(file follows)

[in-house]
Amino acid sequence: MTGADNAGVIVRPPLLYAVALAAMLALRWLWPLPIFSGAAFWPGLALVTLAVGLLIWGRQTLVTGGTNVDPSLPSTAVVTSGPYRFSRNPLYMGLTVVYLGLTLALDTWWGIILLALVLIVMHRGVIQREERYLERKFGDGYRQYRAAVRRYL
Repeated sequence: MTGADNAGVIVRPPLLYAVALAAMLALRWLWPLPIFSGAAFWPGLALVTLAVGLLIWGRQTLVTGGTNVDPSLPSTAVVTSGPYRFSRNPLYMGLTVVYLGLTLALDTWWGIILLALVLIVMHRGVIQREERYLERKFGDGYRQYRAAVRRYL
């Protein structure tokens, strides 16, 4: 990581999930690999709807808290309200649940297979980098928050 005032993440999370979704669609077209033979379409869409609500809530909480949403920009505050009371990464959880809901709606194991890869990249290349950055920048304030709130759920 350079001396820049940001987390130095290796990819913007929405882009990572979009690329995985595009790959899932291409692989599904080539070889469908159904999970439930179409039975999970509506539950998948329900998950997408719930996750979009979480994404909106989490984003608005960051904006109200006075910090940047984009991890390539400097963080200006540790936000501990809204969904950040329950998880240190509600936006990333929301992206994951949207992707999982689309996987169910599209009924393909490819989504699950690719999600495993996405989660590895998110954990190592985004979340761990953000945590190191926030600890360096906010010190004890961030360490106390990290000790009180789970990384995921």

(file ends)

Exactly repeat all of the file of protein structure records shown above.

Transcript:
[in-house]
Amino acid sequence: MTGADNAGVIVRPPLLYAVALAAMLALRWLWPLPIFSGAAFWPGLALVTLAVGLLIWGRQTLVTGGTNVDPSLPSTAVVTSGPYRFSRNPLYMGLTVVYLGLTLALDTWWGIILLALVLIVMHRGVIQREERYLERKFGDGYRQYRAAVRRYL
Repeated sequence: MTGADNAGVIVRPPLLYAVALAAMLALRWLWPLPIFSGAAFWPGLALVTLAVGLLIWGRQTLVTGGTNVDPSLPSTAVVTSGPYRFSRNPLYMGLTVVYLGLTLALDTWWGIILLALVLIVMHRGVIQREERYLERKFGDGYRQYRAAVRRYL
């Protein structure tokens, strides 16, 4: 990581999930690999709807808290309200649940297979980098928050 005032993440999370979704669609077209033979379409869409609500809530909480949403920009505050009371990464959880809901709606194991890869990249290349950055920048304030709130759920 350079001396820049940001987390130095290796990819913007929405882009990572979009690329995985595009790959899932291409692989599904080539070889469908159904999970439930179409039975999970509506539950998948329900998950997408719930996750979009979480994404909106989490984003608005960051904006109200006075910090940047984009991890390539400097963080200006540790936000501990809204969904950040329950998880240190509600936006990333929301992206994951949207992707999982689309996987169910599209009924393909490819989504699950690719999600495993996405989660590895998110954990190592985004979340761990953000945590190191926030600890360096906010010190004890961030360490106390990290000790009180789970990384995921």